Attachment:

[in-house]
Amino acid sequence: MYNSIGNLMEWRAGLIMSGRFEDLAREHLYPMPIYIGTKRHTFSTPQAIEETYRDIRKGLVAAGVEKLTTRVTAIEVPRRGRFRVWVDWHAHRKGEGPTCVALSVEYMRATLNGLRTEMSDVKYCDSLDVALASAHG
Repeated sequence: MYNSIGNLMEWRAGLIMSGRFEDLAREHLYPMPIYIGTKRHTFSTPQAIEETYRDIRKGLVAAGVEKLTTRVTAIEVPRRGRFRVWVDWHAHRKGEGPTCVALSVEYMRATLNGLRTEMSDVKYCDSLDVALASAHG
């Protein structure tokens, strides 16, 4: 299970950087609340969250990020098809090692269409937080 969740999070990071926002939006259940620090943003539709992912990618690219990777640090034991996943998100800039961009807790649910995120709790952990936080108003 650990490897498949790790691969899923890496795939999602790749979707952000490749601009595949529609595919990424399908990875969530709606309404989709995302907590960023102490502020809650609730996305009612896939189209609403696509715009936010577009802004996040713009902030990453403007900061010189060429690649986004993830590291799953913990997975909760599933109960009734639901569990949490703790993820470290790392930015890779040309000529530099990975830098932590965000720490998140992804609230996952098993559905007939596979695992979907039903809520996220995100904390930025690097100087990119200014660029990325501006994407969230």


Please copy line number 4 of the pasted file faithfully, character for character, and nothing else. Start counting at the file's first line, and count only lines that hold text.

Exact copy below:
């Protein structure tokens, strides 16, 4: 299970950087609340969250990020098809090692269409937080 969740999070990071926002939006259940620090943003539709992912990618690219990777640090034991996943998100800039961009807790649910995120709790952990936080108003 650990490897498949790790691969899923890496795939999602790749979707952000490749601009595949529609595919990424399908990875969530709606309404989709995302907590960023102490502020809650609730996305009612896939189209609403696509715009936010577009802004996040713009902030990453403007900061010189060429690649986004993830590291799953913990997975909760599933109960009734639901569990949490703790993820470290790392930015890779040309000529530099990975830098932590965000720490998140992804609230996952098993559905007939596979695992979907039903809520996220995100904390930025690097100087990119200014660029990325501006994407969230």